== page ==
Safeguarding marine biodiversity

Marine reserves help protect and preserve areas of our oceans that are rich in biodiversity, ecologically significant and vulnerable to destruction. These areas are closed to all extractive uses, such as fishing, mining, oil exploration, waste dumping etc. There is growing scientific evidence suggesting that large-scale networks of marine reserves are urgently needed to protect marine species and their habitats.

Marine reserves are not just about preserving fish stocks. They are an essential global tool to protect entire ecosystems. Marine reserves will help increase the planet’s ability to adapt to the effects of climate change and carbon pollution.

Coastal seas can also be protected with the help of marine reserves. Here, marine reserves can have ‘core’ zones, where no human activities are allowed. These can be areas of scientific reference or areas having particularly sensitive habitats or species. Other areas may remain open to small-scale, sustainable, non-destructive fisheries. Greenpeace firmly believes that marine reserves must be declared only with the consent and participation of communities that stand to be affected by the reserve in question.

Campaign story:

Less than 0.3% of India’s waters (including the 2 million sq. km. Exclusive Economic Zone) are under some form of legal protection, where extraction is either prohibited or restricted. A large, economically disadvantaged population in India depends on fisheries and related activities for primary sustenance and livelihood. The high level of direct resource dependence coupled with a lack of community consultation has generated resistance towards many marine reserves on the coast of mainland India.

While fishing communities support measures to protect their fish resources, they want local communities to be involved in making decisions over which areas need to be protected, how and to what extent.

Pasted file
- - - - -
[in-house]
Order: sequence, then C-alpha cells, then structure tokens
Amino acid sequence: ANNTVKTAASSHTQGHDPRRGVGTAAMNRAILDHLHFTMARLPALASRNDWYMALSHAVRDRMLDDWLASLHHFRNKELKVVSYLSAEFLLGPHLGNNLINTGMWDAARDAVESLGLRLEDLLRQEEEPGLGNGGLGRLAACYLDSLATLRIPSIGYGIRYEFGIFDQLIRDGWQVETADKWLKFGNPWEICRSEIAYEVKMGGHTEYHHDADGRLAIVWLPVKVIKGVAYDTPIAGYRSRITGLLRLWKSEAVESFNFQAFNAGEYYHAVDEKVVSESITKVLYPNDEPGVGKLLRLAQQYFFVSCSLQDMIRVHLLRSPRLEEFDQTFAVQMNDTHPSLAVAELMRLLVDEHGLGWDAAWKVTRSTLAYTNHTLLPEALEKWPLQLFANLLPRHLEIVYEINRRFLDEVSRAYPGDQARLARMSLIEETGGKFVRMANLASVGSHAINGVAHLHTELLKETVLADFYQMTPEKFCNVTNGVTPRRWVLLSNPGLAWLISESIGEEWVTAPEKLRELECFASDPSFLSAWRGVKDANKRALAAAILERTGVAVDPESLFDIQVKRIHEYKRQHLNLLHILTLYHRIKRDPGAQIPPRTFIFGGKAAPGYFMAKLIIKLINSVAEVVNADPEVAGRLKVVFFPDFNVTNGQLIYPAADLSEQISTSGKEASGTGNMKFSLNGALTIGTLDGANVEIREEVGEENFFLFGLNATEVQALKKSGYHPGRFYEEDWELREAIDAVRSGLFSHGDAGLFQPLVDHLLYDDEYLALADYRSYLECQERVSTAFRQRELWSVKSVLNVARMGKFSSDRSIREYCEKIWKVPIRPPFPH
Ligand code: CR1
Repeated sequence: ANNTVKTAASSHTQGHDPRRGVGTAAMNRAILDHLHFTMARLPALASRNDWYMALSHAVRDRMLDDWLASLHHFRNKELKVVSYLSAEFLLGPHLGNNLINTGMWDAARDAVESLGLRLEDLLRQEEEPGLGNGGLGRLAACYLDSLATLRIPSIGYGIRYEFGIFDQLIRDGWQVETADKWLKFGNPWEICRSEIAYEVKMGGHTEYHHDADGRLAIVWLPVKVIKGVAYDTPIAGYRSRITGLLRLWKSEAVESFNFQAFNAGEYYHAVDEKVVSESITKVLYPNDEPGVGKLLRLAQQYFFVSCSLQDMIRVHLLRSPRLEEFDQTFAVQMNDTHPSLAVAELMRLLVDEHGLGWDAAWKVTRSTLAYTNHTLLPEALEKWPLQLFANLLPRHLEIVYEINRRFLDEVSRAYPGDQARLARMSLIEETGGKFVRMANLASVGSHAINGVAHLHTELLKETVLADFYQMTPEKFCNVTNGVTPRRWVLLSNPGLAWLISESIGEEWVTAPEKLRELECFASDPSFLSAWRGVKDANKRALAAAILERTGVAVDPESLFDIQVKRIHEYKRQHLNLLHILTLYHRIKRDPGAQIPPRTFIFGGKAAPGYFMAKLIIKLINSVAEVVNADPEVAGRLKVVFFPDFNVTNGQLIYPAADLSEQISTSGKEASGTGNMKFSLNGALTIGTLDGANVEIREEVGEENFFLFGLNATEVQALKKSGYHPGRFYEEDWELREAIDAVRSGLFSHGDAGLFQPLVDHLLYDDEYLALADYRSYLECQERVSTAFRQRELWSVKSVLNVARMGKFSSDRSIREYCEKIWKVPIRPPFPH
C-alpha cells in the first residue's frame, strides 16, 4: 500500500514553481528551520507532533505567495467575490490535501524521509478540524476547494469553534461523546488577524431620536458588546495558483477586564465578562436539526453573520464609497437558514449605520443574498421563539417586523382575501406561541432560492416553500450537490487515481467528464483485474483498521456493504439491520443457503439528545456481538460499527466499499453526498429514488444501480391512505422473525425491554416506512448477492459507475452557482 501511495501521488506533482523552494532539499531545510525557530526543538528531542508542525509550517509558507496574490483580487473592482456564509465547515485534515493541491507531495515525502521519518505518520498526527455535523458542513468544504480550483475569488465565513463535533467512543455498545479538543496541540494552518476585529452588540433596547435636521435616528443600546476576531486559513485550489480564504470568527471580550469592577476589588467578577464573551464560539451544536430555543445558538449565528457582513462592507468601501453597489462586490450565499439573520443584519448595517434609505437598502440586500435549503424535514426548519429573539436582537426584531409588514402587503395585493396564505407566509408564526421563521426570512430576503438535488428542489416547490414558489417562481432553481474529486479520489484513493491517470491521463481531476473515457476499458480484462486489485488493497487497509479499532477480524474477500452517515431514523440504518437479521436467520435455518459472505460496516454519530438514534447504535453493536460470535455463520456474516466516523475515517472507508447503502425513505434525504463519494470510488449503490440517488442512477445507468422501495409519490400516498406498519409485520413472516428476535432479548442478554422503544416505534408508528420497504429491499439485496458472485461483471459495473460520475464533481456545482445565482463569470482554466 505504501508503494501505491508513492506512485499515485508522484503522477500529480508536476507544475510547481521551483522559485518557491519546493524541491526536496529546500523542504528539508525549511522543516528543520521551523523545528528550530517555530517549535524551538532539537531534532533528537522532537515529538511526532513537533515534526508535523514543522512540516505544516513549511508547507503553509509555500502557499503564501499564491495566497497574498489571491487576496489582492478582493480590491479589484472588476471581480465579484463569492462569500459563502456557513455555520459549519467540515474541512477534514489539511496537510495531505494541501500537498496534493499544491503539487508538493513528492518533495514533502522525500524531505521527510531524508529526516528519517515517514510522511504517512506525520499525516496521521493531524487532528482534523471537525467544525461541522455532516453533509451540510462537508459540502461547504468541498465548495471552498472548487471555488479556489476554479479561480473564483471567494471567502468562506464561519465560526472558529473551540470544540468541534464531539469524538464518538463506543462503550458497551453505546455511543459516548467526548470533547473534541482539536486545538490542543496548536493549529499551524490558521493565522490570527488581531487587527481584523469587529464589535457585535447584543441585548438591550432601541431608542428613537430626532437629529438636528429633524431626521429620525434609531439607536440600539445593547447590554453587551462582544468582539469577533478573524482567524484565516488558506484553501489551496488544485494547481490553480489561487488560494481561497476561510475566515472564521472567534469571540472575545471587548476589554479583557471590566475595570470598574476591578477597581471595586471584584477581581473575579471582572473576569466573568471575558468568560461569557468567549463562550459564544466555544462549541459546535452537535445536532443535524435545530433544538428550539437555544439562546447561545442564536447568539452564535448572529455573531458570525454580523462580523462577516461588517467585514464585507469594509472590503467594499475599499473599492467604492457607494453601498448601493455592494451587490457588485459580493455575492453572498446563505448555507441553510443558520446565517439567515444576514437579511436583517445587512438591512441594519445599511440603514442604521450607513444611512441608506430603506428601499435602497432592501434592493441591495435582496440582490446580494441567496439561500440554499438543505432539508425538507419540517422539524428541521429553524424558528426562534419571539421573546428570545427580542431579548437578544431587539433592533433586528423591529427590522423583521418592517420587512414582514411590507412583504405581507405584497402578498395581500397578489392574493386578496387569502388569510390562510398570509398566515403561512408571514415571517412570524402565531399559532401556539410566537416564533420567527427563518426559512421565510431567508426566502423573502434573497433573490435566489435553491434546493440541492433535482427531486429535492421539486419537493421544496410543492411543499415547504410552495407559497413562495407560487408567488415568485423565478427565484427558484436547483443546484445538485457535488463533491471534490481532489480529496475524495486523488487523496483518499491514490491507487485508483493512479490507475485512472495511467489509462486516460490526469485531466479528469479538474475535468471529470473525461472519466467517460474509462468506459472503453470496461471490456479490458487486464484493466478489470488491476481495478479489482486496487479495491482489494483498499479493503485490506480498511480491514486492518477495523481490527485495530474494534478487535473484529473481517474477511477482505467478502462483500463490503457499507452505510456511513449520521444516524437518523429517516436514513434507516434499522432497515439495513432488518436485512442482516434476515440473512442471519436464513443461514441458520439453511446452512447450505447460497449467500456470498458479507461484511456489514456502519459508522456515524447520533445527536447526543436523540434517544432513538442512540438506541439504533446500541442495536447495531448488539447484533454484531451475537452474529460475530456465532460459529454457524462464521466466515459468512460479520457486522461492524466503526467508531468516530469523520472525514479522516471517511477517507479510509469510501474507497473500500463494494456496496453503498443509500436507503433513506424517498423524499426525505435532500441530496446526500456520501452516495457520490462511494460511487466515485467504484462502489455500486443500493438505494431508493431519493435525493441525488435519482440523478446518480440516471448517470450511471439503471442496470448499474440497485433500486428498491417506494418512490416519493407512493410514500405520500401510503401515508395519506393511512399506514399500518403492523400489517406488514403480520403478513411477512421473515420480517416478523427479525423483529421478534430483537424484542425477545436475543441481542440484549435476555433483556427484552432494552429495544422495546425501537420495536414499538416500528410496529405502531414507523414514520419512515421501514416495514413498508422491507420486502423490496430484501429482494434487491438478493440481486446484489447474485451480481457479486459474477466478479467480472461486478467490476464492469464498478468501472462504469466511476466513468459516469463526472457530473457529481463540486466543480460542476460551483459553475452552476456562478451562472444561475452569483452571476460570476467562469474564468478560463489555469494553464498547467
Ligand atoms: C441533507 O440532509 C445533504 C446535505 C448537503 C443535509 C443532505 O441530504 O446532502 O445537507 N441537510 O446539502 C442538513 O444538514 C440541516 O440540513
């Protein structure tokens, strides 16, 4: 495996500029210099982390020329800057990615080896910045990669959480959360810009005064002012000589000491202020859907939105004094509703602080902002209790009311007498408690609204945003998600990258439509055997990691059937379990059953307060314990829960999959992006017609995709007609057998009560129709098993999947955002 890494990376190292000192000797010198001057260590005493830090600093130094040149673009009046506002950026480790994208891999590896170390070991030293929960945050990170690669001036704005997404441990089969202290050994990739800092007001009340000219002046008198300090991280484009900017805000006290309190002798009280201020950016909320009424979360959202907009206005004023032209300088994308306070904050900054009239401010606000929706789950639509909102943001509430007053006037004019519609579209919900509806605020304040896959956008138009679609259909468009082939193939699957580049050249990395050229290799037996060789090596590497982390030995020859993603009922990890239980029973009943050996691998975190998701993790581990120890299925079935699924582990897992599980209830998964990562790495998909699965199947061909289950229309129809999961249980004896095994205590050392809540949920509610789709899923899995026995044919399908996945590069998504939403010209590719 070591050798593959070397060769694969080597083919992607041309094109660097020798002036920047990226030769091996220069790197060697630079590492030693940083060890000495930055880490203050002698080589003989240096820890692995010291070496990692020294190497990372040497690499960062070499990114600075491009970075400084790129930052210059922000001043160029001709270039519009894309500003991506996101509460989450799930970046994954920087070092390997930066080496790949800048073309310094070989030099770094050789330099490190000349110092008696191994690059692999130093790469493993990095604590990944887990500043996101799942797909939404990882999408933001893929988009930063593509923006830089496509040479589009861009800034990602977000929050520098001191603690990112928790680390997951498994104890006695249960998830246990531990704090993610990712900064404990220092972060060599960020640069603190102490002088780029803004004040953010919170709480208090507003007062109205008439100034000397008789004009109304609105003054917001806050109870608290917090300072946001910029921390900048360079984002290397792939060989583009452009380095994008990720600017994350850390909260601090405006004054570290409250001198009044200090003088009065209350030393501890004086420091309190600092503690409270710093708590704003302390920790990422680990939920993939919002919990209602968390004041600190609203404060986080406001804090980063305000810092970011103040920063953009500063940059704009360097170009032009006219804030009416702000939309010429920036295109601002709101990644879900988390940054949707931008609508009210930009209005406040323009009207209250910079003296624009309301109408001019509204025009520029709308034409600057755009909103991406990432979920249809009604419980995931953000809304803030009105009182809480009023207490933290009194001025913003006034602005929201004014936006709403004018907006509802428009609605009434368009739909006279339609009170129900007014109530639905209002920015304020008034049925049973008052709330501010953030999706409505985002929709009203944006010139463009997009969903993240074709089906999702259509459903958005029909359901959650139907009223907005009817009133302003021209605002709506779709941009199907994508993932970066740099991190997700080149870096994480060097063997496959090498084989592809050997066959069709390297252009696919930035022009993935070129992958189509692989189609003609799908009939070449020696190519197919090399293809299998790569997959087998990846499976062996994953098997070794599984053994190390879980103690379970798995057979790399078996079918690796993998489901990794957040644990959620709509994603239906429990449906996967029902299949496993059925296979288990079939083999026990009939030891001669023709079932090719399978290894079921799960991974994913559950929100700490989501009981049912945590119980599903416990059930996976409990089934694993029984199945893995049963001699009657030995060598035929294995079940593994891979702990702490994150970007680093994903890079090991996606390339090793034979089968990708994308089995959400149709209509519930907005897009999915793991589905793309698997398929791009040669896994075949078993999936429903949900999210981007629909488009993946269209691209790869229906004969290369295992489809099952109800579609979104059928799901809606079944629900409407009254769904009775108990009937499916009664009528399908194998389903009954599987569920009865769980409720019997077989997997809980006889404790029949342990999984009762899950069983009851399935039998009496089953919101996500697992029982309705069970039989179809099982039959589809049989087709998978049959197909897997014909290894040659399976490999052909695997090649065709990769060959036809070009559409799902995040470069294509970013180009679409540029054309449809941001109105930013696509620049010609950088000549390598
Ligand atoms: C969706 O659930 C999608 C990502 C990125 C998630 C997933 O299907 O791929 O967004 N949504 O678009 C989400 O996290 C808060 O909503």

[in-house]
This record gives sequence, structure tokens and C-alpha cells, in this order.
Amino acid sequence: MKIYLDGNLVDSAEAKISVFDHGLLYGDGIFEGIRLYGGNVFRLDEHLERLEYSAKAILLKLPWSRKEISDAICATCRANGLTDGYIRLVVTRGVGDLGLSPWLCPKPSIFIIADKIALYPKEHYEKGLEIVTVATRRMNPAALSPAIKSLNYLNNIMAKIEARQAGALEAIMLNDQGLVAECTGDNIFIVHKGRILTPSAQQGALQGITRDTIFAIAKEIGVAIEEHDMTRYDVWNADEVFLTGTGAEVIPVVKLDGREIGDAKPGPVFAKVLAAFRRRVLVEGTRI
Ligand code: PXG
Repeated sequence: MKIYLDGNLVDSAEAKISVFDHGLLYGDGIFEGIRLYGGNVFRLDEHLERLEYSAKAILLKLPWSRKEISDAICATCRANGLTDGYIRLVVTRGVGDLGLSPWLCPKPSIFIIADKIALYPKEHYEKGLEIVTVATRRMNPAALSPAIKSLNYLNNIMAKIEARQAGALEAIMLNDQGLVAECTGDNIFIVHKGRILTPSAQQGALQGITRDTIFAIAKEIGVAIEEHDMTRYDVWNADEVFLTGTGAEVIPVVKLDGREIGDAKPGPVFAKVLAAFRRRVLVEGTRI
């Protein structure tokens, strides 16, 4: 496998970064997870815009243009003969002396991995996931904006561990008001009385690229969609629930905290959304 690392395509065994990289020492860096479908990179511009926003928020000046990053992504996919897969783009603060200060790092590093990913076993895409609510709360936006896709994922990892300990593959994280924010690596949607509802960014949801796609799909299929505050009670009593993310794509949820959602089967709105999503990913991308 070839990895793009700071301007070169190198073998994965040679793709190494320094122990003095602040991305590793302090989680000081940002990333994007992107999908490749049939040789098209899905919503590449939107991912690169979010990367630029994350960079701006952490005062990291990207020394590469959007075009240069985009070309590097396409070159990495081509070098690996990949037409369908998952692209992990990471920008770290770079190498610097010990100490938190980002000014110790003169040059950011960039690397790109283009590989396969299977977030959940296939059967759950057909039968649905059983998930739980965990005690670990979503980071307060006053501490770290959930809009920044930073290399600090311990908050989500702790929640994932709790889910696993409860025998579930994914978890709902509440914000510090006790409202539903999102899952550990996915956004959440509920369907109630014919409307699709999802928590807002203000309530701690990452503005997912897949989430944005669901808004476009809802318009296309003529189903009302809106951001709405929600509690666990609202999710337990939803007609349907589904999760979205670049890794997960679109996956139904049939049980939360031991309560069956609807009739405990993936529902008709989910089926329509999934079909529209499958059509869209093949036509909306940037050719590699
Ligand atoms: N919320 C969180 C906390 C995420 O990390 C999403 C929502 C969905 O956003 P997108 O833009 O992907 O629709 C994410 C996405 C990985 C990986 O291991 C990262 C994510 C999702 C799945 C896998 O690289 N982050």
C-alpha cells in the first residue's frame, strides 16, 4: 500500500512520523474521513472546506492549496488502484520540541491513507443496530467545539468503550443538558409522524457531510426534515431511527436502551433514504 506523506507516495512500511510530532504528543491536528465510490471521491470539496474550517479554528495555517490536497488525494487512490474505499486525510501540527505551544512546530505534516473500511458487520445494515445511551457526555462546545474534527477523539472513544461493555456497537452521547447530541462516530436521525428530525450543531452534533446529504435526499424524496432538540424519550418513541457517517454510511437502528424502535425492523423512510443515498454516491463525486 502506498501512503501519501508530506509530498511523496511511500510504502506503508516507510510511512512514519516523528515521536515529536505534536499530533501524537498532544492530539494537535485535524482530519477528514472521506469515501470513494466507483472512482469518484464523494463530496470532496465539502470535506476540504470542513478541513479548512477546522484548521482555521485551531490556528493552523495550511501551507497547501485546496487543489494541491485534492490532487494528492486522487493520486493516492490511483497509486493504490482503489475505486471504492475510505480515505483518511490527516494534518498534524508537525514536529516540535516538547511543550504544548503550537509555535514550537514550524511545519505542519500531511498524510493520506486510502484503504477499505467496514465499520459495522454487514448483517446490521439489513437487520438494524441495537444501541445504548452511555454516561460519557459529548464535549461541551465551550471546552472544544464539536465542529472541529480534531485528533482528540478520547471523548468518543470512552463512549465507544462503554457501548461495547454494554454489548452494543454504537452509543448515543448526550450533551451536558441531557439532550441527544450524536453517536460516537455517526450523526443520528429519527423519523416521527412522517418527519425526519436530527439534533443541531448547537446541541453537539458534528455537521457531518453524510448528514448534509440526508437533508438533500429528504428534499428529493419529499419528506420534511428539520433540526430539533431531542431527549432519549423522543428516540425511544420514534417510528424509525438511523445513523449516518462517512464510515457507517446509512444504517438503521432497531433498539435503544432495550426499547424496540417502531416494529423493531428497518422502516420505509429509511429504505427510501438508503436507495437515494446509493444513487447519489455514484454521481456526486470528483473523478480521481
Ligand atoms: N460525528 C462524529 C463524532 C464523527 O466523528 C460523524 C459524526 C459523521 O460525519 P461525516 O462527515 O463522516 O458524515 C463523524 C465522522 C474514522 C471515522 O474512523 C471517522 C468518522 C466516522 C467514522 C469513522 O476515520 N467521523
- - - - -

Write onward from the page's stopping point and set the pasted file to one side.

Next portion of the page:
This was clear at a symposium on marine reserves organised by Greenpeace in 2007. The symposium was attended by fisher community representatives from across India.  These representative expressed support for marine reserves, set up with prior involvement of communities to protect marine resources from all threats. Thus, community involvement in designing and enforcing marine reserves in India, particularly in the coastal zone, is indispensable.  

Greenpeace is campaigning on Orissa’s east coast, to help the Gahirmatha marine sanctuary become a model for better biodiversity conservation and a tool for fisheries management that addresses potential conflicts between conservation and livelihoods. A successful model in Orissa will become reference for marine conservation in the rest of India.

The latest updates

 

Australia's Great Barrier Reef threatened by coal mining

Blog entry by Arpana Udupa | April 20, 2013

Image: Darren Jew/Greenpeace I joined the Rainbow Warrior III in Townsville, a city in the north-eastern coast of Queensland, Australia. After catching up with my Australian counterparts on the campaign and tour, I found myself in a...